Happiness: A New Health Indicator?

By Dennis Archambault

Few would argue that happiness factors into well-being. It may be spiritual or strictly secular, but the degree to which one feels good about themselves and their environment is a factor in their health — and how they define their health.

A survey conducted by Jasmine Page, the Health Authority’s summer administrative intern, found that Detroit Nurse-Family Partnership clients responded “fair” or “good” when asked to assess their health status, not “great.” While their perception may factor in physical and mental infirmities that compromise their health status, their attitude regarding their environment and personal psychology is likely to influence their sense of well-being. They may be unhappy about their situation, so how could their health status be “great?”

The correlation between health and happiness is interrelated. Happiness positively influences health and health contributes to happiness. The wellness site, Sharecare, covers this topic extensively http://www.sharecare.com/health/stress-reduction/article/happiness-and-your-health. Happy people tend to have better physiology — stronger hearts, quicker recovery from surgery, higher pain tolerance — and have stronger immune systems. At the same time, happy people are more inclined to assume healthy behaviors, thereby promoting their health status. The article notes that up to 50 percent of a person’s genetic make-up predetermines the capacity for happiness. It also notes that “economists have jumped on the happiness bandwagon, too, hoping to calculate the value of happiness within a sociopolitical context.”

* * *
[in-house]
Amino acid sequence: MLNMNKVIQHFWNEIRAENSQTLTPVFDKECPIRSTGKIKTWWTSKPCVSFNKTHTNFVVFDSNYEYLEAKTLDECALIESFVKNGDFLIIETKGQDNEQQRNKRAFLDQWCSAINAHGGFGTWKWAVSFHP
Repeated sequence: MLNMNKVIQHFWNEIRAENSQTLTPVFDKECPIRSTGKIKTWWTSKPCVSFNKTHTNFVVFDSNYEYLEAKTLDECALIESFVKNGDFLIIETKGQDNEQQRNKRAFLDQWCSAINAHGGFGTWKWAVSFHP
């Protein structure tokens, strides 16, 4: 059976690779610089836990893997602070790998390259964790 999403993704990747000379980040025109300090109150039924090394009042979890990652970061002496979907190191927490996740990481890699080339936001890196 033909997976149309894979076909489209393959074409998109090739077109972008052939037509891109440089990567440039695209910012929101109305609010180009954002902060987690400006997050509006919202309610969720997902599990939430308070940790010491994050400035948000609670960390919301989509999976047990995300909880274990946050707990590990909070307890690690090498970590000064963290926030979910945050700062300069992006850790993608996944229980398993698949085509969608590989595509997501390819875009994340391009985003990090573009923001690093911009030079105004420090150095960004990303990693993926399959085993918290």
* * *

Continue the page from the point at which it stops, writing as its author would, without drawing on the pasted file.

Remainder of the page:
An Aug. 7 New York Times article http://www.nytimes.com/2014/08/07/health/pleasure-factor-may-override-new-tobacco-rules.html?_r=0 posed a dilemma for public health officials: “Rarely has the concept of happiness caused so much consternation in public health circles.” The article headline summarized the dilemma: “It’s health gained vs. pleasure lost.” Specifically, the reporter noted a cost-benefit calculation that is being considered in the federal government’s new tobacco regulations: “the happiness quotient.” According to the article, the health benefits of smoking cessation — reduced lung and heart disease — have to be discounted by 70 percent to  account for the loss of “pleasure” smokers surrender in abandoning the habit. It’s referred to as the “welfare gain ratio.” That’s a hard pill to swallow, especially for health advocates that have been involved in the protracted war on smoking over the past half-century.

The Times takes more of a business slant, than a discourse on health philosophy. If success in reducing smoking behaviors is discounted by the relative unhappiness of former smokers in coping with their withdrawl and loss of pleasure that came with smoking, the economic benefit equation would be lessened. That gives the tobacco lobbyists an opportunity to question regulation that limits tobacco consumption.

“The idea of lost happiness is new for health regulation,” the article notes. It policy stems from a ruling that first occurred under President Clinton, requiring federal regulations with more than a $100 million effect on the economy needs an analysis to assure that the regulations don’t create unintended costs and reduced social benefit. The requirement has implications for a proposal to extend the Food and Drug Administration’s authority to regulate electronic cigarettes and other tobacco products such as cigars and pipe tobacco.

As Americans are prone to endlessly debate and analyze what it means to have the right to “life, liberty, and the pursuit of happiness,” the latter ideal offers plenty of fodder for public health discourse.

Dennis Archambault is director of Public Affairs for the Detroit Wayne County Health Authority.